Jayanthi

  • AUROJIT says:

    Hi Jayanthi,

    Once again an engrossing write-up. The precise prose is in perfect harmony with the engaging pics.

    And it is thought provoking. Those gigantic trees and roots swallowing up the temple – it does convey something to us vain Humans.

    Thanks for such a wonderful story….

    Auro.

  • Jayanthi Sankaran says:

    Dear Mr Amitava,

    Thank you so much for your encouraging comments and support. It really means a lot to me that you were the first one to have read my post – I appreciate it!

    Also, thanks for taking time out of your busy schedule to comment on it.

    Best regards
    Jayanthi

  • Wonderful post and awesome pictures of the Silk-cotton tree…I have never seen such trees in my life…and yes, “this is the tale of voracious trees that have devoured a temple” – rightly said;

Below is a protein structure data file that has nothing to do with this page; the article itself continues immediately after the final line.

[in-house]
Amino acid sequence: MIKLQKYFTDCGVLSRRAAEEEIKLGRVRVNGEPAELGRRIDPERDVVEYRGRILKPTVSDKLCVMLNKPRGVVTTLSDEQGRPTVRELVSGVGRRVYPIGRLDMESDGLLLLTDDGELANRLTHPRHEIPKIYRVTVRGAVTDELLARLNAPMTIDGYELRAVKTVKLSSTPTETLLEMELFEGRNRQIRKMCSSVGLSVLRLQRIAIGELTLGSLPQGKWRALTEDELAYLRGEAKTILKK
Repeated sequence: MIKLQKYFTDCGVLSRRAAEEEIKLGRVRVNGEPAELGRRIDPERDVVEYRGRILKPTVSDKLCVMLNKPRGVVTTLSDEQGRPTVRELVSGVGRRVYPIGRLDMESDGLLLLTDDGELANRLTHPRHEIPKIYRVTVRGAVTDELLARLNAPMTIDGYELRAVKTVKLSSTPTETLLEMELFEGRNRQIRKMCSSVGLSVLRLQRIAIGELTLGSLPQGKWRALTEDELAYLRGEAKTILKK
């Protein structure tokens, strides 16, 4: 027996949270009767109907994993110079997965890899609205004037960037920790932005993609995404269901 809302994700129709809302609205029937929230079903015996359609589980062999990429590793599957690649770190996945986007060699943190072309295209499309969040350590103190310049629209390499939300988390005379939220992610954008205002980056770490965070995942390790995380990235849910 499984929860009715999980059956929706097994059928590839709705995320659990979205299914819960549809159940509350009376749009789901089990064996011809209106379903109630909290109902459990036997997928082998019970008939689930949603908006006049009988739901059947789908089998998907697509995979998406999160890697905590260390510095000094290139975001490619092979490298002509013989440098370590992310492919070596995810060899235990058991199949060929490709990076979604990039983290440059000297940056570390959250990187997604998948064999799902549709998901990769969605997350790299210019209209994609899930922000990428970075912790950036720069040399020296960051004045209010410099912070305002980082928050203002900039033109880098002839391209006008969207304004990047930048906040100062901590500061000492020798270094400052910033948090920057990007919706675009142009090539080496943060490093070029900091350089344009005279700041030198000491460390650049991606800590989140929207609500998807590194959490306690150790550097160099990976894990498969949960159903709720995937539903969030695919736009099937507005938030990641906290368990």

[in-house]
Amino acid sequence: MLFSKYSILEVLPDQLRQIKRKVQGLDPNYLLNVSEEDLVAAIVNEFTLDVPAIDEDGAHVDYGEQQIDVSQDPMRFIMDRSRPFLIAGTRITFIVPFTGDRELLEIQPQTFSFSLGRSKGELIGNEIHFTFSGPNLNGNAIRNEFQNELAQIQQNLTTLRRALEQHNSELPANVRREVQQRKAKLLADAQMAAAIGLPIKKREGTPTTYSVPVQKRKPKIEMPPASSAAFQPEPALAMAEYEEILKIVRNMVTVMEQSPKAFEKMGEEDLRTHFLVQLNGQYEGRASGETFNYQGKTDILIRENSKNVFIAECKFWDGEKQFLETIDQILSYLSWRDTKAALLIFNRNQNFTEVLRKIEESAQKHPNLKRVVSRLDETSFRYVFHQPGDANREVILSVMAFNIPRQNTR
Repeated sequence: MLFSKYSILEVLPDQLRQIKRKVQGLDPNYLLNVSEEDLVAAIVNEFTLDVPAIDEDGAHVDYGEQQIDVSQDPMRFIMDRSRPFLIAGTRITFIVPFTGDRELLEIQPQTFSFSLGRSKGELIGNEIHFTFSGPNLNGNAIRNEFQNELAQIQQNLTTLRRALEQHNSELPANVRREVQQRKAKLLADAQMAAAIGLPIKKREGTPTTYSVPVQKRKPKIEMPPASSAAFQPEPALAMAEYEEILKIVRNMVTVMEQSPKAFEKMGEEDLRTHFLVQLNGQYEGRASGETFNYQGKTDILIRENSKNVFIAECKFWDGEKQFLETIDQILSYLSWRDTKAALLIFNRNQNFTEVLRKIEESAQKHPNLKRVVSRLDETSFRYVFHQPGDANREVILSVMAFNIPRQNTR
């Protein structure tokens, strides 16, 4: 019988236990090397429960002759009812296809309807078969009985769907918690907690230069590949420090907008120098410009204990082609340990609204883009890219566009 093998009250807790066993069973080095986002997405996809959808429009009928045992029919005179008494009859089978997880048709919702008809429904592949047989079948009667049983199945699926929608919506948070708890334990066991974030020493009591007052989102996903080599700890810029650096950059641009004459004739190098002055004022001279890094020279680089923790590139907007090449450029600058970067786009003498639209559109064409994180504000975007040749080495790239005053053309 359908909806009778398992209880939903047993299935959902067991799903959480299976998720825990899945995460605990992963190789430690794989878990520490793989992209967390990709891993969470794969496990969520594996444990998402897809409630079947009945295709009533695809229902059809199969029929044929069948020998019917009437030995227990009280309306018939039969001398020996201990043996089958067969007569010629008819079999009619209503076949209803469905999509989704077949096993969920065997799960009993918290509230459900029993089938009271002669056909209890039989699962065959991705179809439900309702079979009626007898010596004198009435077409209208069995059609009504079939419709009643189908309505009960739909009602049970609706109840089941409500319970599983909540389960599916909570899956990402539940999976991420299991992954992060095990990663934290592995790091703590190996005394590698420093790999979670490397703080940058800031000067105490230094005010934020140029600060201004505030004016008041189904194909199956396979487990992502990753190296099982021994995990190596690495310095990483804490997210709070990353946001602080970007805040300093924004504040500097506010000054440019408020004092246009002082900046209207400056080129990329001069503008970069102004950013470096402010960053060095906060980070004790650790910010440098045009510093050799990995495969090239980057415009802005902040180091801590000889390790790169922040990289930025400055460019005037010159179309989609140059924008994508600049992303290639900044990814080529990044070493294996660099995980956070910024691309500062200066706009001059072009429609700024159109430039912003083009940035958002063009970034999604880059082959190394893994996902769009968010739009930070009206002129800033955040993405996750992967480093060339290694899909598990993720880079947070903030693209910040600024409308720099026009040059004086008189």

I probably the first one to read this post once published, apart from the Editorial team and, of course you – but had to hurry and was not there for the last couple of days…

    Take care and keep sharing,

  • Jayanthi Sankaran says:

    Dear Naveena,

    Incidentally, there is one more post titled ‘Floating villages of Cambodia’. Both these posts have been serialized as ‘Cambodia chronicles’. Any comments on thid travelogue would also be welcome!

    Take care
    Jayanthi

  • Jayanthi Sankaran says:

    Dear Naveena,

    Thanks a lot! Your encouraging comments and support really mean a lot to me! Where are you these days – in India or abroad?

    Let’s keep in touch.

    Take care